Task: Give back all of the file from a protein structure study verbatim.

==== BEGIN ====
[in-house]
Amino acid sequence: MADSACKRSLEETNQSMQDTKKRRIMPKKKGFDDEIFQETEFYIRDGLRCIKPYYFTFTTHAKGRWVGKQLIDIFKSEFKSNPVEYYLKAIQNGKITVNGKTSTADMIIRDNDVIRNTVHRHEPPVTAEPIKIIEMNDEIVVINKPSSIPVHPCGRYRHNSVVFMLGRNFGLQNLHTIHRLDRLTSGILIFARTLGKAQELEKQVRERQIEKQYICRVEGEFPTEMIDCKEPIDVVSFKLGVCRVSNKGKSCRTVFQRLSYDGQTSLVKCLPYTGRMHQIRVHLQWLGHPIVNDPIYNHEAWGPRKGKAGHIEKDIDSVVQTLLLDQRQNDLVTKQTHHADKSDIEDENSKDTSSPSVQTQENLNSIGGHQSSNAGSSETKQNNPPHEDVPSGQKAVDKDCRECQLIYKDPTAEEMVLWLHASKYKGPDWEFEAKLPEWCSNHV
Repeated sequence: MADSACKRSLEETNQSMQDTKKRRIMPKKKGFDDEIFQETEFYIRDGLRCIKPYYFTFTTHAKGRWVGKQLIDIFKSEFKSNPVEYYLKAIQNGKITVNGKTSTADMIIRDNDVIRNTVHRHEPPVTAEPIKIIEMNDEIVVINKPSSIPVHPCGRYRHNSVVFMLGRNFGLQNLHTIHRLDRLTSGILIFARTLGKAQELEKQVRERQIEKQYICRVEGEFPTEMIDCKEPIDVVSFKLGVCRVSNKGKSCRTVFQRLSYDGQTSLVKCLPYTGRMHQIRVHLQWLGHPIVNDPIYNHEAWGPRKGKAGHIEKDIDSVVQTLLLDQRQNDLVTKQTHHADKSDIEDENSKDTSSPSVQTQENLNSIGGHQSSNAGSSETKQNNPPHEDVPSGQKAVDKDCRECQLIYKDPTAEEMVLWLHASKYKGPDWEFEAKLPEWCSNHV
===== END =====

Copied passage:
[in-house]
Amino acid sequence: MADSACKRSLEETNQSMQDTKKRRIMPKKKGFDDEIFQETEFYIRDGLRCIKPYYFTFTTHAKGRWVGKQLIDIFKSEFKSNPVEYYLKAIQNGKITVNGKTSTADMIIRDNDVIRNTVHRHEPPVTAEPIKIIEMNDEIVVINKPSSIPVHPCGRYRHNSVVFMLGRNFGLQNLHTIHRLDRLTSGILIFARTLGKAQELEKQVRERQIEKQYICRVEGEFPTEMIDCKEPIDVVSFKLGVCRVSNKGKSCRTVFQRLSYDGQTSLVKCLPYTGRMHQIRVHLQWLGHPIVNDPIYNHEAWGPRKGKAGHIEKDIDSVVQTLLLDQRQNDLVTKQTHHADKSDIEDENSKDTSSPSVQTQENLNSIGGHQSSNAGSSETKQNNPPHEDVPSGQKAVDKDCRECQLIYKDPTAEEMVLWLHASKYKGPDWEFEAKLPEWCSNHV
Repeated sequence: MADSACKRSLEETNQSMQDTKKRRIMPKKKGFDDEIFQETEFYIRDGLRCIKPYYFTFTTHAKGRWVGKQLIDIFKSEFKSNPVEYYLKAIQNGKITVNGKTSTADMIIRDNDVIRNTVHRHEPPVTAEPIKIIEMNDEIVVINKPSSIPVHPCGRYRHNSVVFMLGRNFGLQNLHTIHRLDRLTSGILIFARTLGKAQELEKQVRERQIEKQYICRVEGEFPTEMIDCKEPIDVVSFKLGVCRVSNKGKSCRTVFQRLSYDGQTSLVKCLPYTGRMHQIRVHLQWLGHPIVNDPIYNHEAWGPRKGKAGHIEKDIDSVVQTLLLDQRQNDLVTKQTHHADKSDIEDENSKDTSSPSVQTQENLNSIGGHQSSNAGSSETKQNNPPHEDVPSGQKAVDKDCRECQLIYKDPTAEEMVLWLHASKYKGPDWEFEAKLPEWCSNHV